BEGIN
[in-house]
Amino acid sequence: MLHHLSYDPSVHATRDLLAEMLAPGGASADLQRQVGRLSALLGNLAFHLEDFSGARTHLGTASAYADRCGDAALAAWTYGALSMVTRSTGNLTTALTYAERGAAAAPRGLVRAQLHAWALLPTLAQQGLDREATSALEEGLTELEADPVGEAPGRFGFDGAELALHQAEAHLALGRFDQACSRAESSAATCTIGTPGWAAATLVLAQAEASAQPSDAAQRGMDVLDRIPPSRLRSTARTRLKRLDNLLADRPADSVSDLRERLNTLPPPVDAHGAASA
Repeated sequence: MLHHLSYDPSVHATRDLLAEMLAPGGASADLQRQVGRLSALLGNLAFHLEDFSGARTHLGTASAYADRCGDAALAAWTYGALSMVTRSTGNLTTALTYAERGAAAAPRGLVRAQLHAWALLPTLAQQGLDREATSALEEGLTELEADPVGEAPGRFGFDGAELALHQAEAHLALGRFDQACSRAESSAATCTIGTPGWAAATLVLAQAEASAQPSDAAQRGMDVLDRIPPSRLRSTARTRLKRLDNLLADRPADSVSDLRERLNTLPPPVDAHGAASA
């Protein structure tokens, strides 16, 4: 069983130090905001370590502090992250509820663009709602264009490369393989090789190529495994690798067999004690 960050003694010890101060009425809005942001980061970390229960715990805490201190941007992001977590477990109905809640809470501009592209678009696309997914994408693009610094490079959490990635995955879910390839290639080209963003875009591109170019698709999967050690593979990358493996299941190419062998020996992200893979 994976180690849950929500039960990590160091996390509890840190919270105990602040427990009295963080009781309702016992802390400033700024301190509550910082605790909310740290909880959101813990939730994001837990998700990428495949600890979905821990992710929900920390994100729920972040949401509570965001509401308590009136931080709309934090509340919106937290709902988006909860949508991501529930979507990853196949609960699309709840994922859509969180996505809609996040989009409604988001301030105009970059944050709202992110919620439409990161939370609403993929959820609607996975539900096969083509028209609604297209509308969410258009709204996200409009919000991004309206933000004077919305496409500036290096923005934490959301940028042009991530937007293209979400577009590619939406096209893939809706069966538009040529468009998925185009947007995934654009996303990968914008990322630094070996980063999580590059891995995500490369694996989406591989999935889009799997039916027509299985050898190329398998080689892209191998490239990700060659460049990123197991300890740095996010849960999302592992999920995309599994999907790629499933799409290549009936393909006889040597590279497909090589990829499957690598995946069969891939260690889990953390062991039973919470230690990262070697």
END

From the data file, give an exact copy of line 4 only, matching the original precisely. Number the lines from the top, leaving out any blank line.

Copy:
């Protein structure tokens, strides 16, 4: 069983130090905001370590502090992250509820663009709602264009490369393989090789190529495994690798067999004690 960050003694010890101060009425809005942001980061970390229960715990805490201190941007992001977590477990109905809640809470501009592209678009696309997914994408693009610094490079959490990635995955879910390839290639080209963003875009591109170019698709999967050690593979990358493996299941190419062998020996992200893979 994976180690849950929500039960990590160091996390509890840190919270105990602040427990009295963080009781309702016992802390400033700024301190509550910082605790909310740290909880959101813990939730994001837990998700990428495949600890979905821990992710929900920390994100729920972040949401509570965001509401308590009136931080709309934090509340919106937290709902988006909860949508991501529930979507990853196949609960699309709840994922859509969180996505809609996040989009409604988001301030105009970059944050709202992110919620439409990161939370609403993929959820609607996975539900096969083509028209609604297209509308969410258009709204996200409009919000991004309206933000004077919305496409500036290096923005934490959301940028042009991530937007293209979400577009590619939406096209893939809706069966538009040529468009998925185009947007995934654009996303990968914008990322630094070996980063999580590059891995995500490369694996989406591989999935889009799997039916027509299985050898190329398998080689892209191998490239990700060659460049990123197991300890740095996010849960999302592992999920995309599994999907790629499933799409290549009936393909006889040597590279497909090589990829499957690598995946069969891939260690889990953390062991039973919470230690990262070697």